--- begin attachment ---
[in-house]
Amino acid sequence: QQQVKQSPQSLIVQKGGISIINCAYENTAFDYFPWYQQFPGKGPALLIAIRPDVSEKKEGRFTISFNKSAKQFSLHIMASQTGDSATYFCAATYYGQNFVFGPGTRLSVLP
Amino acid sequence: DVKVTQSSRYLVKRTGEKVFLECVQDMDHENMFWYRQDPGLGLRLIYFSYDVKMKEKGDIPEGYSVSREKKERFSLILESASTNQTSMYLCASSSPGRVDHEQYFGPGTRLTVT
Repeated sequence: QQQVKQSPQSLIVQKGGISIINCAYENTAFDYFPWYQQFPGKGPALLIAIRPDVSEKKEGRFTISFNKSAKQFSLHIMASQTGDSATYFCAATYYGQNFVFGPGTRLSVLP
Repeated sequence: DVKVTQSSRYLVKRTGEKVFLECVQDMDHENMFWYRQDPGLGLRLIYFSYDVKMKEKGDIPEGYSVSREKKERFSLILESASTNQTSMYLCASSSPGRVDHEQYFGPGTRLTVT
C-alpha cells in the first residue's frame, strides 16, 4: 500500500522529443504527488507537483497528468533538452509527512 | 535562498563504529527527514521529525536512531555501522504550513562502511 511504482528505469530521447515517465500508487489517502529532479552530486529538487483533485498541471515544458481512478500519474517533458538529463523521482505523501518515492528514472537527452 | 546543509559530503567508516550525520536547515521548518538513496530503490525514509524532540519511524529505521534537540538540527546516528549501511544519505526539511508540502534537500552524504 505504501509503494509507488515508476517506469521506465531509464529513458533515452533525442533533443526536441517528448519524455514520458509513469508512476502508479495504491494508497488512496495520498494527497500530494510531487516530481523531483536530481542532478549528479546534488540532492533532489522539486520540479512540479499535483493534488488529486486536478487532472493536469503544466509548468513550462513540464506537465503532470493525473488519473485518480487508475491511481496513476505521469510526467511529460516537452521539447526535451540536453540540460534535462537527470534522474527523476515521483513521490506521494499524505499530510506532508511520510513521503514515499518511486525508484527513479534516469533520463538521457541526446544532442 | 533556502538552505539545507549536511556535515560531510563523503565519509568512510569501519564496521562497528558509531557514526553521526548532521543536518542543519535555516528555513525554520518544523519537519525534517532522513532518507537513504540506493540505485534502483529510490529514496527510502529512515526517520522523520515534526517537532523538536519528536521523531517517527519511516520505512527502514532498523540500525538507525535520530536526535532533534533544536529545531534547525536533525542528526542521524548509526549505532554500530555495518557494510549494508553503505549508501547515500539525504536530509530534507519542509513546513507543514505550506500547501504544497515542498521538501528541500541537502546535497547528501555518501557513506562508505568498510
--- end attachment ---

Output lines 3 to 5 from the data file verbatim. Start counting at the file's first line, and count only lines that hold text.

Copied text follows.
Amino acid sequence: DVKVTQSSRYLVKRTGEKVFLECVQDMDHENMFWYRQDPGLGLRLIYFSYDVKMKEKGDIPEGYSVSREKKERFSLILESASTNQTSMYLCASSSPGRVDHEQYFGPGTRLTVT
Repeated sequence: QQQVKQSPQSLIVQKGGISIINCAYENTAFDYFPWYQQFPGKGPALLIAIRPDVSEKKEGRFTISFNKSAKQFSLHIMASQTGDSATYFCAATYYGQNFVFGPGTRLSVLP
Repeated sequence: DVKVTQSSRYLVKRTGEKVFLECVQDMDHENMFWYRQDPGLGLRLIYFSYDVKMKEKGDIPEGYSVSREKKERFSLILESASTNQTSMYLCASSSPGRVDHEQYFGPGTRLTVT